In June 2013, Mr. Xi met informally with Mr. Obama at the Annenberg Retreat at Sunnylands, in Rancho Mirage, Calif.

In November 2014, Mr. Xi met with Mr. Obama during the Asia-Pacific Economic Cooperation summit meeting in Beijing and announced an ambitious joint plan to curb the carbon emissions that contribute to climate change.


Protocol and Security

China’s glamorous first lady, Peng Liyuan, a former opera singer, will accompany her husband. There has been no mention of their daughter, Xi Mingze, a Harvard graduate, joining them. In Washington, all eyes will be on Ms. Peng at the state dinner: Will she outshine Mrs. Obama in the fashion stakes?

Peng Liyuan, the first lady of China, and Mr. Xi welcoming Michelle Obama and her daughters, Sasha, second from right, and Malia, right, in Beijing in March 2014.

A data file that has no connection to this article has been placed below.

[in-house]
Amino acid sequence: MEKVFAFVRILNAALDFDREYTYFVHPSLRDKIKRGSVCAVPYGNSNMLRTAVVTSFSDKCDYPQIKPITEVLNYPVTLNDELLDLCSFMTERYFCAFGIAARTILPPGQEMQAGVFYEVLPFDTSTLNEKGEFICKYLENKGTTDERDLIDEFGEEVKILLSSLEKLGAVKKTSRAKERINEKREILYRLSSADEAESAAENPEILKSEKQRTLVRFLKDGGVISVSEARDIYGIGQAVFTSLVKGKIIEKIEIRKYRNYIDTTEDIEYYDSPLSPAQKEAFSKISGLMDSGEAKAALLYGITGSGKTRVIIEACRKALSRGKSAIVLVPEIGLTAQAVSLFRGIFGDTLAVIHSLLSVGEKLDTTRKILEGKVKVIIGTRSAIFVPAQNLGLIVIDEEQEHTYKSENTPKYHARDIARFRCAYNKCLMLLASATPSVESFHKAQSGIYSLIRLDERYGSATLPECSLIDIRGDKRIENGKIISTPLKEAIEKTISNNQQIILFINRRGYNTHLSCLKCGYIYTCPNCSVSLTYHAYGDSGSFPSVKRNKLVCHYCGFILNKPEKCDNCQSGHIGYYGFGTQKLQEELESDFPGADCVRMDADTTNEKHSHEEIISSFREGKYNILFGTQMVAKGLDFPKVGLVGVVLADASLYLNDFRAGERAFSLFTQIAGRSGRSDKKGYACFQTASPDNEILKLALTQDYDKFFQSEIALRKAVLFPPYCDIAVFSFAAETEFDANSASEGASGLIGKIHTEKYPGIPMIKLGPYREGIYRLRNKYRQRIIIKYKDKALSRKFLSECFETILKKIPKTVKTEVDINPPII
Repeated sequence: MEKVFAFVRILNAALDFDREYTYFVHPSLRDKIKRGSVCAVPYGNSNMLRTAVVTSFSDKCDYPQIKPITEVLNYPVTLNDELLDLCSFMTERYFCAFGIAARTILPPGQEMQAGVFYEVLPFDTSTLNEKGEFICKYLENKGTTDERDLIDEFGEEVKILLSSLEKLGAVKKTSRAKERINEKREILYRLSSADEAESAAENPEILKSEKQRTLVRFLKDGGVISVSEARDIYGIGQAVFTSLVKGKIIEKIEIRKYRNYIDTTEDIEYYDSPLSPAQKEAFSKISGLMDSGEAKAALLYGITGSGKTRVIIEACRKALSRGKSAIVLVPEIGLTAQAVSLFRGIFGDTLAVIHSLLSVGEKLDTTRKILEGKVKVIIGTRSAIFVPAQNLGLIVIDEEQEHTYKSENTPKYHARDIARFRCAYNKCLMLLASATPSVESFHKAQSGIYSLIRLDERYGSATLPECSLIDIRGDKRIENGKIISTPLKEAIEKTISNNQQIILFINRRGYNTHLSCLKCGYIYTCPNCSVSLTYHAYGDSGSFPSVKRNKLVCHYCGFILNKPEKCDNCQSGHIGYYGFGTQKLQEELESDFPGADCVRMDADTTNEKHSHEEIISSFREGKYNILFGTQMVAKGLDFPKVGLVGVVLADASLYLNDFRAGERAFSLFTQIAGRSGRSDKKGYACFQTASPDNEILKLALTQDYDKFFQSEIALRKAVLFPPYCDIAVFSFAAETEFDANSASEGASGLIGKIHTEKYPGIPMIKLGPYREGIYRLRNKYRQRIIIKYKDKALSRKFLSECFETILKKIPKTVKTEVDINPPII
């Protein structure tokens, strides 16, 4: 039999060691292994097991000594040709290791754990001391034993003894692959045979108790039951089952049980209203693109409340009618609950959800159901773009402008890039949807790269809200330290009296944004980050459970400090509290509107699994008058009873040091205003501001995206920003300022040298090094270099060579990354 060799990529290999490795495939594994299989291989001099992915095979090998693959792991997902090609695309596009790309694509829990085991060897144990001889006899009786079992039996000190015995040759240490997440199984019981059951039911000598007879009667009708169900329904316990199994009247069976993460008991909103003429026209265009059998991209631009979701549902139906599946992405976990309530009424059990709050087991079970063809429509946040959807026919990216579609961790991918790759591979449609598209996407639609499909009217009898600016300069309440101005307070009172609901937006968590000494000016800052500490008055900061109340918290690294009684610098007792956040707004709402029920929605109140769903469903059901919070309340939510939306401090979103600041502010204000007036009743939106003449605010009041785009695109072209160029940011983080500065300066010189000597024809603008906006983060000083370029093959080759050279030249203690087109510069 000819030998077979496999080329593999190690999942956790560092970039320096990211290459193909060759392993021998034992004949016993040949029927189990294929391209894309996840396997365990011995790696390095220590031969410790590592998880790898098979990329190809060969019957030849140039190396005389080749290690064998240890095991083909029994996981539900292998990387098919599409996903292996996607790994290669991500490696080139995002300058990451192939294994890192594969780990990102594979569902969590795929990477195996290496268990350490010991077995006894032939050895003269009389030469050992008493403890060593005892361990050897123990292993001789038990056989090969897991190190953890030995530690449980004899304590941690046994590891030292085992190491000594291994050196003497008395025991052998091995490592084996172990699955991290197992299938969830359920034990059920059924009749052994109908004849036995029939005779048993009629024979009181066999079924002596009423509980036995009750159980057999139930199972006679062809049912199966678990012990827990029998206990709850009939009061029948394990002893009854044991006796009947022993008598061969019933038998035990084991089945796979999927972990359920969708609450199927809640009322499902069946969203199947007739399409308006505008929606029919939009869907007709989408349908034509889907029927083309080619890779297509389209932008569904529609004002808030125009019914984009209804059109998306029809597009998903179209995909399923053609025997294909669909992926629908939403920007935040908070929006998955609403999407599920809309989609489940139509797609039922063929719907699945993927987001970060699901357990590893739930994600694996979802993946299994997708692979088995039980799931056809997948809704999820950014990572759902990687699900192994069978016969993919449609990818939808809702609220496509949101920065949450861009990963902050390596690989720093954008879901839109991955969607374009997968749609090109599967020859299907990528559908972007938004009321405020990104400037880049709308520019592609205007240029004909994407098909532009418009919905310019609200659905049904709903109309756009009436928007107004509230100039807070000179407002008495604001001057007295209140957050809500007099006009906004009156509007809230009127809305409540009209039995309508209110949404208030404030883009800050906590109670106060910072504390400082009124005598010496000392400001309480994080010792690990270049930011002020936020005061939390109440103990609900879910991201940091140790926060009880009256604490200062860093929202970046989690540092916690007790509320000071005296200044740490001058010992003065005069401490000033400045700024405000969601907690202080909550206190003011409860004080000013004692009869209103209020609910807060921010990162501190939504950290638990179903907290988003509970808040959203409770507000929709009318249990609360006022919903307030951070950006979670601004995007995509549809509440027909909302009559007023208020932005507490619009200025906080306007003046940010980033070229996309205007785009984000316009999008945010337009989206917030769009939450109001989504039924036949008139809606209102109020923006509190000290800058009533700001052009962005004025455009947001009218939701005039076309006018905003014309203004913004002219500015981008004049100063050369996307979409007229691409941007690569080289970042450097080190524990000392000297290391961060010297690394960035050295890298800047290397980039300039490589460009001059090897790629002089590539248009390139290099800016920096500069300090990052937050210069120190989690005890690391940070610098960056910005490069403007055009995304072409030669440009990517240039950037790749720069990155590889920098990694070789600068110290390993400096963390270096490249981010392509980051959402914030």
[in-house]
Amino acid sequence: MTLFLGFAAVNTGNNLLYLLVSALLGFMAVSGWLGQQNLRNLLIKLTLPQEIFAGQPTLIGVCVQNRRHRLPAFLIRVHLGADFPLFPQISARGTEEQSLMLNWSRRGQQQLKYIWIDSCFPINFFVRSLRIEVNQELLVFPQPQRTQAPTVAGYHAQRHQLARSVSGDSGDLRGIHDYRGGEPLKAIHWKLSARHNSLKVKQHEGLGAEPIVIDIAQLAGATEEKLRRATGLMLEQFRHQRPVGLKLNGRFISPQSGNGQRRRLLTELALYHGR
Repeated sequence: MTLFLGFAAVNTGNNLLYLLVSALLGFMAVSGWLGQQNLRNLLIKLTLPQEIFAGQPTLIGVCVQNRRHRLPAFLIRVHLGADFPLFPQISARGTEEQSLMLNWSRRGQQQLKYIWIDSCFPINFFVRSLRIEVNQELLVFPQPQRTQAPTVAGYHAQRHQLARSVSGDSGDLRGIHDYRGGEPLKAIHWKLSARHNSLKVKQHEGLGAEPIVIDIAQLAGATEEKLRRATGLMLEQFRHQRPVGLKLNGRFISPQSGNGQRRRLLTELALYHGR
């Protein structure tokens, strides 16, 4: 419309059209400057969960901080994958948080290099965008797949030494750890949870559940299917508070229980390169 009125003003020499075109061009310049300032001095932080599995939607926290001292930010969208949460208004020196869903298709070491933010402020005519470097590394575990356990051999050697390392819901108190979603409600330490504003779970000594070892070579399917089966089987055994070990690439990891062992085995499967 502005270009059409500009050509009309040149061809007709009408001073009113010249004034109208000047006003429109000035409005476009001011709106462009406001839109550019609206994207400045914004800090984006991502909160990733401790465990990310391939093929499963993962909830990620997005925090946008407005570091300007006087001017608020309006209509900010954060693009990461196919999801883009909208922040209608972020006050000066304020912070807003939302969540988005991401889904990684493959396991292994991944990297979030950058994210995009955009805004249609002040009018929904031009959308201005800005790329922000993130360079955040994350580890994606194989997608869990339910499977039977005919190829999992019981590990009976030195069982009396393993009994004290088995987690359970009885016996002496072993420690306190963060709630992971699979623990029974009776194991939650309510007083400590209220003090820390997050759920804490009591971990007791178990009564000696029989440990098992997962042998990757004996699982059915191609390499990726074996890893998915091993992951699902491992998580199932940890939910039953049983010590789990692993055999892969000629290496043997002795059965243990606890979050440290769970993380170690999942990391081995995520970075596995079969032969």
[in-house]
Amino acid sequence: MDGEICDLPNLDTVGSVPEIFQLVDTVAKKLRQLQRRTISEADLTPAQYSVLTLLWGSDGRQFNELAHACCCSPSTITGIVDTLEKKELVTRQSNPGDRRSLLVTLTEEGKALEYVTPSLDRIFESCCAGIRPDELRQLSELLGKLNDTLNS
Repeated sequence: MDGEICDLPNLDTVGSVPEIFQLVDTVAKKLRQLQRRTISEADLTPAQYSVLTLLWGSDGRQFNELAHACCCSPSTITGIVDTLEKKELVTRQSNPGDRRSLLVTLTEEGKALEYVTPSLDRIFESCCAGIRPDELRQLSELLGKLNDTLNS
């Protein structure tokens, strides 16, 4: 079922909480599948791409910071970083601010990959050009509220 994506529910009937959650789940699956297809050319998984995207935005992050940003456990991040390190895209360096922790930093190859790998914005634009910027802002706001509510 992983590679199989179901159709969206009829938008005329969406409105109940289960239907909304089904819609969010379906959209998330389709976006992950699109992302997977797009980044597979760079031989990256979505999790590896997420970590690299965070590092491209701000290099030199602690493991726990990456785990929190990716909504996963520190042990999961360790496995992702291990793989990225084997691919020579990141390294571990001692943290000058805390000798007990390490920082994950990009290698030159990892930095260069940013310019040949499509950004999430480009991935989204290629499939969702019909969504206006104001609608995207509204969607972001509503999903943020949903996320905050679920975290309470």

Security is uppermost in the minds of Chinese officials. They have turned down several suggestions for events aimed at making Mr. Xi seem less formidable, apparently because of safety concerns.

Among those ideas: watching a Nascar race in Chicago, visiting a Starbucks coffee shop in Seattle and attending a baseball game. Perhaps also for security reasons, Mr. Xi is not continuing the tradition of his predecessors, who during their trips to the United States made a point of visiting a university campus; instead he is visiting the high school in Tacoma. (Hu Jintao spoke at Yale; Jiang Zemin spoke at Harvard; and Deng Xiaoping received an honorary degree from Temple University.)